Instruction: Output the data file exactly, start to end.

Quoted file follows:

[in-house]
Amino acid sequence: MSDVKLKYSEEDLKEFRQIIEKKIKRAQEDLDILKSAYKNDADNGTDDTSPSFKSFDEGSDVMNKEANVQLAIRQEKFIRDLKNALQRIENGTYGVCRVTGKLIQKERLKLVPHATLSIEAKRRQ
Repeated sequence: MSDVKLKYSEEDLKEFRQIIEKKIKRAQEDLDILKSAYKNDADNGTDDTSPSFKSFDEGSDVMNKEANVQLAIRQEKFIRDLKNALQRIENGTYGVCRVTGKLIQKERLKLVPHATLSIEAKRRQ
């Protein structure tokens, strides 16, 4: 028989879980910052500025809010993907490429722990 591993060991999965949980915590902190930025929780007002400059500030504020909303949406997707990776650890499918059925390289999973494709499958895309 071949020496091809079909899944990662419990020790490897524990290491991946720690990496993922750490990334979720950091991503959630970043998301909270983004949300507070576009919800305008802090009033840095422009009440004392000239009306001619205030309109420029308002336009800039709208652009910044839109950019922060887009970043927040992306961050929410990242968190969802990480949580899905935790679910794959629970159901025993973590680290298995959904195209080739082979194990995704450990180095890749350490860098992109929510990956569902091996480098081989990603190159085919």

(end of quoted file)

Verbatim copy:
[in-house]
Amino acid sequence: MSDVKLKYSEEDLKEFRQIIEKKIKRAQEDLDILKSAYKNDADNGTDDTSPSFKSFDEGSDVMNKEANVQLAIRQEKFIRDLKNALQRIENGTYGVCRVTGKLIQKERLKLVPHATLSIEAKRRQ
Repeated sequence: MSDVKLKYSEEDLKEFRQIIEKKIKRAQEDLDILKSAYKNDADNGTDDTSPSFKSFDEGSDVMNKEANVQLAIRQEKFIRDLKNALQRIENGTYGVCRVTGKLIQKERLKLVPHATLSIEAKRRQ
């Protein structure tokens, strides 16, 4: 028989879980910052500025809010993907490429722990 591993060991999965949980915590902190930025929780007002400059500030504020909303949406997707990776650890499918059925390289999973494709499958895309 071949020496091809079909899944990662419990020790490897524990290491991946720690990496993922750490990334979720950091991503959630970043998301909270983004949300507070576009919800305008802090009033840095422009009440004392000239009306001619205030309109420029308002336009800039709208652009910044839109950019922060887009970043927040992306961050929410990242968190969802990480949580899905935790679910794959629970159901025993973590680290298995959904195209080739082979194990995704450990180095890749350490860098992109929510990956569902091996480098081989990603190159085919």